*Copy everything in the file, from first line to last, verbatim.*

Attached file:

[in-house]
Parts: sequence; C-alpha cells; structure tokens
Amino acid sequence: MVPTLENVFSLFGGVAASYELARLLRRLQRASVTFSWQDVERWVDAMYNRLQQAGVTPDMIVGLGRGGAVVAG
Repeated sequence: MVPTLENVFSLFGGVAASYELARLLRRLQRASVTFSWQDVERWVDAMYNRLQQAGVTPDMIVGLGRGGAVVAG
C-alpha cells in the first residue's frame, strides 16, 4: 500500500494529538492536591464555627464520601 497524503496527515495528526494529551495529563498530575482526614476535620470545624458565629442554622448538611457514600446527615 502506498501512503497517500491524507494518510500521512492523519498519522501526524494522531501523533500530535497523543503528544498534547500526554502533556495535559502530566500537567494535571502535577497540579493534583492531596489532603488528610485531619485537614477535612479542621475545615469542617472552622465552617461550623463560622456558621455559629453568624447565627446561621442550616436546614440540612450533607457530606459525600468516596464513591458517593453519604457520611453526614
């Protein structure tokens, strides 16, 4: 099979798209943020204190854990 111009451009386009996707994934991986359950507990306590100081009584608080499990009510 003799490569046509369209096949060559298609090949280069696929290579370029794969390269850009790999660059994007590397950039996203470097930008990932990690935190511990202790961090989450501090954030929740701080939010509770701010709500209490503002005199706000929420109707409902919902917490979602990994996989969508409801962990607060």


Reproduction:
[in-house]
Parts: sequence; C-alpha cells; structure tokens
Amino acid sequence: MVPTLENVFSLFGGVAASYELARLLRRLQRASVTFSWQDVERWVDAMYNRLQQAGVTPDMIVGLGRGGAVVAG
Repeated sequence: MVPTLENVFSLFGGVAASYELARLLRRLQRASVTFSWQDVERWVDAMYNRLQQAGVTPDMIVGLGRGGAVVAG
C-alpha cells in the first residue's frame, strides 16, 4: 500500500494529538492536591464555627464520601 497524503496527515495528526494529551495529563498530575482526614476535620470545624458565629442554622448538611457514600446527615 502506498501512503497517500491524507494518510500521512492523519498519522501526524494522531501523533500530535497523543503528544498534547500526554502533556495535559502530566500537567494535571502535577497540579493534583492531596489532603488528610485531619485537614477535612479542621475545615469542617472552622465552617461550623463560622456558621455559629453568624447565627446561621442550616436546614440540612450533607457530606459525600468516596464513591458517593453519604457520611453526614
């Protein structure tokens, strides 16, 4: 099979798209943020204190854990 111009451009386009996707994934991986359950507990306590100081009584608080499990009510 003799490569046509369209096949060559298609090949280069696929290579370029794969390269850009790999660059994007590397950039996203470097930008990932990690935190511990202790961090989450501090954030929740701080939010509770701010709500209490503002005199706000929420109707409902919902917490979602990994996989969508409801962990607060």